Major food advertisers are rethinking their relationships with Facebook

Illustration for article titled Major food advertisers are rethinking their relationships with Facebook
Photo: JOSH EDELSON/AFP (Getty Images)

As the United States grows ever more politically divided, some social media platforms have abruptly decided that they actually do care about people (and politicians) spreading hate and inciting violence, and have begun to ban content and individuals that have violated their terms of service for years but have gone largely unpunished. No one has resisted the call to action more than Facebook, though, and advertisers, fearing reprisals from organized protestors, are finally leaving the platform.

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As reported by multiple news sources, including Engadget and Business Insider, corporations like Starbucks, PepsiCo, Coca-Cola, and beverage giant Diageo have all pulled ads from Facebook and other social media platforms as well. The reason Facebook is worth singling out is because, of all of the major social media platforms in the world, none have been as unwilling to deal with their ongoing issues of abuse, and CEO Mark Zuckerberg has been famously reticent to even acknowledge that his platform has problems. Considering that even Reddit has decided to crack down on online hate, Facebook hasn’t just been late to the anti-hate party, it’s been completely absent.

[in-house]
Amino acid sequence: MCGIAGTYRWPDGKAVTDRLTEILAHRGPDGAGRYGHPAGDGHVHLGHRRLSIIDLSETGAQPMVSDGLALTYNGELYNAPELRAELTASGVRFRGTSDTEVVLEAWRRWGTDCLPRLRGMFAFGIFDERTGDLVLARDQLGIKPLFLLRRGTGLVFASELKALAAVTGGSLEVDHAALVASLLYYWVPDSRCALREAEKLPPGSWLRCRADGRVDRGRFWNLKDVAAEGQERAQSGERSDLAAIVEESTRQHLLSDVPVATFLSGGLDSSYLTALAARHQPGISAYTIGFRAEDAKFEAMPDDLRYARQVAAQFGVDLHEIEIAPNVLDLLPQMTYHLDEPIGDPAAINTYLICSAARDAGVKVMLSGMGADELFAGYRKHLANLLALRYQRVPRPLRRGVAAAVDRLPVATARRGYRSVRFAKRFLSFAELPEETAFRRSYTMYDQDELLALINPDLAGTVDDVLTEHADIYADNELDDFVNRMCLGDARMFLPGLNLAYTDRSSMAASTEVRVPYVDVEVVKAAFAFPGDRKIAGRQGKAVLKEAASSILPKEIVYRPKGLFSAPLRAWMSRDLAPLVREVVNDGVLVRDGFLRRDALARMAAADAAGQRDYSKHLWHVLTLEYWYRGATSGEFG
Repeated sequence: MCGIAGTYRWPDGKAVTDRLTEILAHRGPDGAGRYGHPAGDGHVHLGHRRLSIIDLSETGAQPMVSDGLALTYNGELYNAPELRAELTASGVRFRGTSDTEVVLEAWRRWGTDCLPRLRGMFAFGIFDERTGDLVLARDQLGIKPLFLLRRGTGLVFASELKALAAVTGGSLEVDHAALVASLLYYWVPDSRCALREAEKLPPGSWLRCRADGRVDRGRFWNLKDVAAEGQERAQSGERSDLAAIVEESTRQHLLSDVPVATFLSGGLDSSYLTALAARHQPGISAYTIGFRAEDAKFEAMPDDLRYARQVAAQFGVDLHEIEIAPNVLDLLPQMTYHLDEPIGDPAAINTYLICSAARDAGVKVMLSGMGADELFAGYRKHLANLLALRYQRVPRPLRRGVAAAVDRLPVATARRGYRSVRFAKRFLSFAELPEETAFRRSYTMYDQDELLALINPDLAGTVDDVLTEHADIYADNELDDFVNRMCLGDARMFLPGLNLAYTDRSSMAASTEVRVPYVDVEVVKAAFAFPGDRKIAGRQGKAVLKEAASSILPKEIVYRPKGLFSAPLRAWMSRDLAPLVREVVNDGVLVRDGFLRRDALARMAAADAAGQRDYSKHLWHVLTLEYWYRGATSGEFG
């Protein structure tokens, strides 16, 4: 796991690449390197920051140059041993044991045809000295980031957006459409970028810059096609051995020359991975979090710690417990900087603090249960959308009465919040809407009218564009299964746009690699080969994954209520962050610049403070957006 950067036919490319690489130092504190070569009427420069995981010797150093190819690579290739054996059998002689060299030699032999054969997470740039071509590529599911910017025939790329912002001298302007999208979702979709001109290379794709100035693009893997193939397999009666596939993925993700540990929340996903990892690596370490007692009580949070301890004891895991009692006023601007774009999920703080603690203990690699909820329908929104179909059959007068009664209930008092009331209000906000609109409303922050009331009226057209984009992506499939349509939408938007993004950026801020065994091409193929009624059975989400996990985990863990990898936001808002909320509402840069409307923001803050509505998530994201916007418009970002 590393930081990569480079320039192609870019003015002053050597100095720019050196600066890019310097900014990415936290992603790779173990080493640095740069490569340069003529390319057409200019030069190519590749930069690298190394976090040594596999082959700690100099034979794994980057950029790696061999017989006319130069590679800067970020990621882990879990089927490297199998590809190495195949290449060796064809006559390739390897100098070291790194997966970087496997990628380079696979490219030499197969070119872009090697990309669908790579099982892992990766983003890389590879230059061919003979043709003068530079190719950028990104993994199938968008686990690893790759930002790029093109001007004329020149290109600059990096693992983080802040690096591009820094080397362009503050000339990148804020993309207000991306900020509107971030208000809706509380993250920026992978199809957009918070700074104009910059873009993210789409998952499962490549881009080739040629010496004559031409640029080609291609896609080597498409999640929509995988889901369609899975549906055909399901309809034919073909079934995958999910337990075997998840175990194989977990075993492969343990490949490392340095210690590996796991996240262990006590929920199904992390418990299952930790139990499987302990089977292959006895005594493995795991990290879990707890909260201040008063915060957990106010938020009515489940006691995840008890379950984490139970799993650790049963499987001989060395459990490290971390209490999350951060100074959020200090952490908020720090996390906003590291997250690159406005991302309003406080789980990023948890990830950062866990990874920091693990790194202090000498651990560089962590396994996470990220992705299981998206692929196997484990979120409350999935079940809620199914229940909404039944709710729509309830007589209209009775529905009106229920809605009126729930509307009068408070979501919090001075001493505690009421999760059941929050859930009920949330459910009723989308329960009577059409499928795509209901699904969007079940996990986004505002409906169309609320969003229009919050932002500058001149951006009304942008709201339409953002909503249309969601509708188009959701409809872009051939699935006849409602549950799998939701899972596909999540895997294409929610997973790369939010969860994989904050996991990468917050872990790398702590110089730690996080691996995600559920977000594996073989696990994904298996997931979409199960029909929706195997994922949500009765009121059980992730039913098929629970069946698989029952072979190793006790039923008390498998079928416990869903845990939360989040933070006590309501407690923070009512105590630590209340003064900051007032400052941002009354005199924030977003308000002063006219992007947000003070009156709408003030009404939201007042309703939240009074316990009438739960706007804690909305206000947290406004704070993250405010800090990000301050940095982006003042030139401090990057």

According to Business Insider, refusing to prevent hate speech is suddenly having major financial ramifications. Thanks to ad removals Facebook lost at least $60 billion in market value within the space of just two days, leading the company to abruptly reverse course and announce that they will, in fact, be changing their policies (a little). Of course, whether or not this will make a difference—or if companies will continue with their ad boycotts in the future—is up in the air. But still, it’s at least somewhat promising that anti-racism activists have been able to get large, typically oblivious corporations to reevaluate what it means to do business with platforms that actively make money from refusing to crack down on hate speech.

Jacob Dean is a food and travel writer and psychologist based in New York. He likes beer, less traveled airports, and is allergic to grasshoppers (the insect, not the mixed drink.)

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DISCUSSION

I’m fine with censoring as long as the platforms are labeled as publishers and treated accordingly. You cant go around censoring and claiming to be a platform of free speech. If you want to control your content then you are liable for your content.